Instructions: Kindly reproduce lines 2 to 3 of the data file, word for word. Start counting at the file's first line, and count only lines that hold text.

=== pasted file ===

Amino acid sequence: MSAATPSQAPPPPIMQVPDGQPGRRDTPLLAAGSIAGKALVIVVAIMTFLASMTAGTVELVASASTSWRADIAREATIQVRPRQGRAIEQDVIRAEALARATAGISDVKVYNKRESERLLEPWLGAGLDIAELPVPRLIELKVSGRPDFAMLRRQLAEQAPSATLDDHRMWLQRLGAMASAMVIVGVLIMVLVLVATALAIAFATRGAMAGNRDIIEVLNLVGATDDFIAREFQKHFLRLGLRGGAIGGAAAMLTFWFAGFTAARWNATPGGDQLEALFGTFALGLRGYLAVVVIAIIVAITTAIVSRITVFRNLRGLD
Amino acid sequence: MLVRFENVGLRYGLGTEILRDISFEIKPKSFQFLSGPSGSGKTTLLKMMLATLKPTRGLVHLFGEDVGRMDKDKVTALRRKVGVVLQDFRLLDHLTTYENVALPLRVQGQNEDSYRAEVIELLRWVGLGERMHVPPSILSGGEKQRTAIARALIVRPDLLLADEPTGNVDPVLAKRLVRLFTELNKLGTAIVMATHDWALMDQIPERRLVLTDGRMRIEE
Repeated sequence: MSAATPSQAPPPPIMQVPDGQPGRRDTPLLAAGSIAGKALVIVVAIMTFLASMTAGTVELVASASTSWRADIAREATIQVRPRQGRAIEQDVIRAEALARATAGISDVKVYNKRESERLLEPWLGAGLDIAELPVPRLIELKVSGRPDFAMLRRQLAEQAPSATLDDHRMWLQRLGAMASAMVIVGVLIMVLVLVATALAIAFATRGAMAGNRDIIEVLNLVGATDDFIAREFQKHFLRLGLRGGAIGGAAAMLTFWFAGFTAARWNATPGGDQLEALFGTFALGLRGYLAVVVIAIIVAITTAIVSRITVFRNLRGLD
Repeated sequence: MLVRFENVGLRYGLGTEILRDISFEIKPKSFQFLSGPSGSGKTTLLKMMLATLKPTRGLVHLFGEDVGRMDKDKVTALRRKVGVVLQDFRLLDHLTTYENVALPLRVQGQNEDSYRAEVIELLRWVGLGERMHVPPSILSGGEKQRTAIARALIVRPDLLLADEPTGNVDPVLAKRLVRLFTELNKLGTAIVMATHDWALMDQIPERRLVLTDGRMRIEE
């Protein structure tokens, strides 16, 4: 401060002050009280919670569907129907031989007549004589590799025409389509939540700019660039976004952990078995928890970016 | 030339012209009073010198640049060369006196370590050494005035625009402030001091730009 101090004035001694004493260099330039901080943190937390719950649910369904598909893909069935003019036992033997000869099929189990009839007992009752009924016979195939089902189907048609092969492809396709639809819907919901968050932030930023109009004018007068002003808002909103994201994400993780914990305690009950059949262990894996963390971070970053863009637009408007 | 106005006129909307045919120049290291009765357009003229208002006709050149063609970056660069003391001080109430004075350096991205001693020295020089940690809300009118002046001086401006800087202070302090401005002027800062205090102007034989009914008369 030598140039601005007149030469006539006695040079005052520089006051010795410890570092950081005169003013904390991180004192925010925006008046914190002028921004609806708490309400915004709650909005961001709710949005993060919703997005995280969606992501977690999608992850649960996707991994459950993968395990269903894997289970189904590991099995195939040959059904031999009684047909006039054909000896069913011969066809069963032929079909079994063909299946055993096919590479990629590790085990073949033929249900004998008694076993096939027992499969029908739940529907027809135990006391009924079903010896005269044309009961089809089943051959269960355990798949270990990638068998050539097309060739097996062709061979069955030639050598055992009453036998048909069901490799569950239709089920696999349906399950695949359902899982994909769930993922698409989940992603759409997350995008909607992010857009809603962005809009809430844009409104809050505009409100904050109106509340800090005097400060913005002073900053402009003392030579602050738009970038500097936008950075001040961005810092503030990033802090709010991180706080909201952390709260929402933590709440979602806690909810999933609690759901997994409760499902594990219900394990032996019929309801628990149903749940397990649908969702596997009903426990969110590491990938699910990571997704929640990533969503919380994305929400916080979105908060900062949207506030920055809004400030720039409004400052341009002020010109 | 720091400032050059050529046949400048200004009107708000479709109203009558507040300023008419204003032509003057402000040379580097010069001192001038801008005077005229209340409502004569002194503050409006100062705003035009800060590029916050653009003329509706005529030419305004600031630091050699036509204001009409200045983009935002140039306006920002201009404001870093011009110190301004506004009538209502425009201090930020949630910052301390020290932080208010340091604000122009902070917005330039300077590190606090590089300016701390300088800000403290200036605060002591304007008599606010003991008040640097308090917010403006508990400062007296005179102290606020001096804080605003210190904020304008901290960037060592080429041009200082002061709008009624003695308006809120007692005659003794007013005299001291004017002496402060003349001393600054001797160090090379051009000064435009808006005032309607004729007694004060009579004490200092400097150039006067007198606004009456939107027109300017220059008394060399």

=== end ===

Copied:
Amino acid sequence: MLVRFENVGLRYGLGTEILRDISFEIKPKSFQFLSGPSGSGKTTLLKMMLATLKPTRGLVHLFGEDVGRMDKDKVTALRRKVGVVLQDFRLLDHLTTYENVALPLRVQGQNEDSYRAEVIELLRWVGLGERMHVPPSILSGGEKQRTAIARALIVRPDLLLADEPTGNVDPVLAKRLVRLFTELNKLGTAIVMATHDWALMDQIPERRLVLTDGRMRIEE
Repeated sequence: MSAATPSQAPPPPIMQVPDGQPGRRDTPLLAAGSIAGKALVIVVAIMTFLASMTAGTVELVASASTSWRADIAREATIQVRPRQGRAIEQDVIRAEALARATAGISDVKVYNKRESERLLEPWLGAGLDIAELPVPRLIELKVSGRPDFAMLRRQLAEQAPSATLDDHRMWLQRLGAMASAMVIVGVLIMVLVLVATALAIAFATRGAMAGNRDIIEVLNLVGATDDFIAREFQKHFLRLGLRGGAIGGAAAMLTFWFAGFTAARWNATPGGDQLEALFGTFALGLRGYLAVVVIAIIVAITTAIVSRITVFRNLRGLD